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Chair: Dr Amanda Chisholm, Senior Lecturer in Security Studies / Researcher in Gender and Security

Speaker: Karoline Färber, PhD Researcher, Department of War Studies

Over the past decade, gender equality has arrived at the centre stage of foreign policymaking globally. Several states have made claims to promoting pro-gender norms in global affairs, united by their concern for centring the experiences of women as foreign policy agents. Recently, German government officials have joined in those claims, possibly most obvious in Foreign Minister Heiko Maas' argument for a ‘foreign policy for women, by women’.

In light of these iterations, Karoline Färber will take stock of the status quo of German foreign policymaking.  Honing in on the agency of women foreign policy practitioners, she will ask: Whose experiences and knowledge count in the social reality of German foreign policymaking? And, by extension, what does this mean for the possibility of a ‘foreign policy by women’?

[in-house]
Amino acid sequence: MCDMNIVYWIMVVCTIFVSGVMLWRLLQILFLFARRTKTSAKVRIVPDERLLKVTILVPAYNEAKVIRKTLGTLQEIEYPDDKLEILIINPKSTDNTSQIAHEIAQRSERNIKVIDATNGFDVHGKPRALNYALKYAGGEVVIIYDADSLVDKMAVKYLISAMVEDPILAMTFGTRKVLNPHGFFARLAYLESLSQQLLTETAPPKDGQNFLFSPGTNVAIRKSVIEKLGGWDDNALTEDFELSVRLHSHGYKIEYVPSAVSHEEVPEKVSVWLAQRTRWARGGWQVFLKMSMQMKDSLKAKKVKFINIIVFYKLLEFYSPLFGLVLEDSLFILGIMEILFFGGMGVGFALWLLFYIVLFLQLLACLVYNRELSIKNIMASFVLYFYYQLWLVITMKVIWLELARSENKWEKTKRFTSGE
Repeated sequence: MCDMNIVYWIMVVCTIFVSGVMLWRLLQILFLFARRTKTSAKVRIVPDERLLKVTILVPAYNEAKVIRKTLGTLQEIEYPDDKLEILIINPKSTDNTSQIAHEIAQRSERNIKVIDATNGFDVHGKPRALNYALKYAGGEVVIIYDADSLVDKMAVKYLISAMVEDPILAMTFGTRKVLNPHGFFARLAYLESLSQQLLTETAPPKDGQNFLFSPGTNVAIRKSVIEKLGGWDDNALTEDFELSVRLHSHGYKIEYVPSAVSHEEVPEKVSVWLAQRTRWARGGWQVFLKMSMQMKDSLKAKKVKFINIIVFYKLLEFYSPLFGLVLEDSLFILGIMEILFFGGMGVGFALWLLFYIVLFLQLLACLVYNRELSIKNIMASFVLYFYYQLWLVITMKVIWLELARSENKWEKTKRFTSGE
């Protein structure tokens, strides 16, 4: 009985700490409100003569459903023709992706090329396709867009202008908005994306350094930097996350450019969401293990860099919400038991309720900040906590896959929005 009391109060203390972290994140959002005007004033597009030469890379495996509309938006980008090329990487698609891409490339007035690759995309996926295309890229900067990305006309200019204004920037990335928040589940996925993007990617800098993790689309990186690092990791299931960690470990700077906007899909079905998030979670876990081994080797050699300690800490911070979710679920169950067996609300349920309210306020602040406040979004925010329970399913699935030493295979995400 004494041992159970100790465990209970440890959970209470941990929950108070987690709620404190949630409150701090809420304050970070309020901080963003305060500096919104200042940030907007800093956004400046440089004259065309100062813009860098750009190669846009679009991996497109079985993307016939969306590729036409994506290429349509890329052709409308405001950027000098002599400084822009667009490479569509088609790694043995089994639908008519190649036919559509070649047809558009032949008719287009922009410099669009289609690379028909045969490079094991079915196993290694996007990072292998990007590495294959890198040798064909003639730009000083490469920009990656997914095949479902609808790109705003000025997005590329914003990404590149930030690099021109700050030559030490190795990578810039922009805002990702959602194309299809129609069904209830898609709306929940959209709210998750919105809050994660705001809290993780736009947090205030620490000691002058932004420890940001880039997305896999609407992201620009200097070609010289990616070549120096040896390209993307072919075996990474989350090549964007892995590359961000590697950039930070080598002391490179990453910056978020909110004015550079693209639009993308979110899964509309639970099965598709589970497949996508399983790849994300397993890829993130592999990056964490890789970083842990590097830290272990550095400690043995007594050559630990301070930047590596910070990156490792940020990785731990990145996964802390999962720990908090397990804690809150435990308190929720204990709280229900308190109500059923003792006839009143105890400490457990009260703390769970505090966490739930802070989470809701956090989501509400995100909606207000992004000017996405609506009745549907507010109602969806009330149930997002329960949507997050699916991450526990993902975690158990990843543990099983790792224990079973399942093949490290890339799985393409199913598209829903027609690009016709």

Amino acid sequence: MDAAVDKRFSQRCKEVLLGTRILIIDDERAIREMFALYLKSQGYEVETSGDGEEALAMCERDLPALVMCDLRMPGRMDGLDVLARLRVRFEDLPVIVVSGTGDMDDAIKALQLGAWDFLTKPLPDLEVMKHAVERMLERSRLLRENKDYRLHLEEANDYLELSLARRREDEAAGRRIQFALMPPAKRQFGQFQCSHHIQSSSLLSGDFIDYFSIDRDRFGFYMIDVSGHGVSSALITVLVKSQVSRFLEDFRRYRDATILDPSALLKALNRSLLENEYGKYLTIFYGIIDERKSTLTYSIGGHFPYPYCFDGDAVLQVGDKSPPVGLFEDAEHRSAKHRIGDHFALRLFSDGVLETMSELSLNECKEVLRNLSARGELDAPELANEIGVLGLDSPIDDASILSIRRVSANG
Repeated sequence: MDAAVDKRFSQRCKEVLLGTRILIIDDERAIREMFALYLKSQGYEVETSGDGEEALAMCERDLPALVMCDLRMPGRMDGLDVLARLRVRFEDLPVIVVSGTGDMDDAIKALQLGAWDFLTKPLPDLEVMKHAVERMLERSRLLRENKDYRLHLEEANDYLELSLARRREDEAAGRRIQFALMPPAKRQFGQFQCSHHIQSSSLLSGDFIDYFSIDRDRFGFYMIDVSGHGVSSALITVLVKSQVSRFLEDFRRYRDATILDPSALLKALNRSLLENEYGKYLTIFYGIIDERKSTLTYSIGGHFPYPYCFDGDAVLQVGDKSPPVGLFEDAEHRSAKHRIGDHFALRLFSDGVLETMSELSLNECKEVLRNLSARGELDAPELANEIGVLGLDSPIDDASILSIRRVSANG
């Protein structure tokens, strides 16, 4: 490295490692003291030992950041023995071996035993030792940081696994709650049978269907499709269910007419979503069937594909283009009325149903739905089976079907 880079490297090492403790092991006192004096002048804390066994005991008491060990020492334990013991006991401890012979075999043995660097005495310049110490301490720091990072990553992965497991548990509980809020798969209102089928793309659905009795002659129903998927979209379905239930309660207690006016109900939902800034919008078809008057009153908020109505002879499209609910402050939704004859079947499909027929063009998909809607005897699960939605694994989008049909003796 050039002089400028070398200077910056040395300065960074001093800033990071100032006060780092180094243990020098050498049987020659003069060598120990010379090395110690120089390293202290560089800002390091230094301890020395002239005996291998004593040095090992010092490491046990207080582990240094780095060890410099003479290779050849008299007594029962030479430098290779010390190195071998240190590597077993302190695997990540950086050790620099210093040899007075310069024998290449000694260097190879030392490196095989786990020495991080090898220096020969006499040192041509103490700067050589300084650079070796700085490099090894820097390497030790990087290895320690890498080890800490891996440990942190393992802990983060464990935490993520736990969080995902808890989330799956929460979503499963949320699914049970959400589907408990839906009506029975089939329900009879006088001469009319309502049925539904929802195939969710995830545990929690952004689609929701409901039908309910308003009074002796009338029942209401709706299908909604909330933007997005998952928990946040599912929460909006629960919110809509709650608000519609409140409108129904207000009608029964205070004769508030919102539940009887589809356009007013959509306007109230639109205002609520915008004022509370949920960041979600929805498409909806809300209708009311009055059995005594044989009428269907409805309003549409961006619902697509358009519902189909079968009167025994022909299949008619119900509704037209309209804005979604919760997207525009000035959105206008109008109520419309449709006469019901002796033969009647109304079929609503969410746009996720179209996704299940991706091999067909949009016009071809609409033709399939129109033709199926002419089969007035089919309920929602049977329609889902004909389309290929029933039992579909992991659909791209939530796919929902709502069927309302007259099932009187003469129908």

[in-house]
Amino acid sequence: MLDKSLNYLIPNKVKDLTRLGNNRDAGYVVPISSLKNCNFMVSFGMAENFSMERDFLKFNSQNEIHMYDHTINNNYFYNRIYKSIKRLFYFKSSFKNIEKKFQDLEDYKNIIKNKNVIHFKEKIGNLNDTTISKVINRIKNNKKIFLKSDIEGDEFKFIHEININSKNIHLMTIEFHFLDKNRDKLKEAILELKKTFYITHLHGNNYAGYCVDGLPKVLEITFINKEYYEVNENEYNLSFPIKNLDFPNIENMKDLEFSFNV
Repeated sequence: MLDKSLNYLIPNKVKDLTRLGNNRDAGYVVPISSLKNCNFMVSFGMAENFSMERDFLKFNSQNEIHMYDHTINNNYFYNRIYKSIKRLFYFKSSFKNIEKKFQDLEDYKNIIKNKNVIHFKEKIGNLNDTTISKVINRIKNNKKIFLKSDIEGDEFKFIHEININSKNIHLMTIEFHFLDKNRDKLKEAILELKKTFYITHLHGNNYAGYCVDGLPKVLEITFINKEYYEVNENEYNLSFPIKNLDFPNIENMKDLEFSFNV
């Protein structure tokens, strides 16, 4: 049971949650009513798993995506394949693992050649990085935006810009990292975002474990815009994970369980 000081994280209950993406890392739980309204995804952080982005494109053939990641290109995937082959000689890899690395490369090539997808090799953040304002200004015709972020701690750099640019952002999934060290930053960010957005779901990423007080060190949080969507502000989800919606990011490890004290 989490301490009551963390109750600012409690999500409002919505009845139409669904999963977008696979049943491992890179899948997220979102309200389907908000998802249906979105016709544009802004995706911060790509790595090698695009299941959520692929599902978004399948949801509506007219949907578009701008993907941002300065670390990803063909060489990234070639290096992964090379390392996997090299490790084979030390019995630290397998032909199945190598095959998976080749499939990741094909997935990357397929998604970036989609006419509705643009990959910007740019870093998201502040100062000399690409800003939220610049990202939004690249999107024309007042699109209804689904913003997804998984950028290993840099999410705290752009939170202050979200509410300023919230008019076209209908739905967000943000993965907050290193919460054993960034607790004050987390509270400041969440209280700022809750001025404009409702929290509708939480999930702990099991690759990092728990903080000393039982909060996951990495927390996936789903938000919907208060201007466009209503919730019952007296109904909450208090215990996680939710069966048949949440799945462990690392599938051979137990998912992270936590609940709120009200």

To answer these questions, she will provide two perspectives on how the Foreign Office is gendered and classed. First, by asking ‘where are the women and how did they get here?’, offering a historicised snapshot of the current reality of German foreign policymaking. In a second step, she will critically investigates the possibilities for change by looking at how the dominant diplomatic subjectivity structures women’s experiences in the Foreign Office.




Karoline Faerber (she/her) is a doctoral researcher at the Department of War Studies, King’s College London. Her research is situated at the intersection of feminist international relations and institutional ethnography. Karoline’s current research project explores how feminist politics work in the everyday of German foreign policy practitioners.

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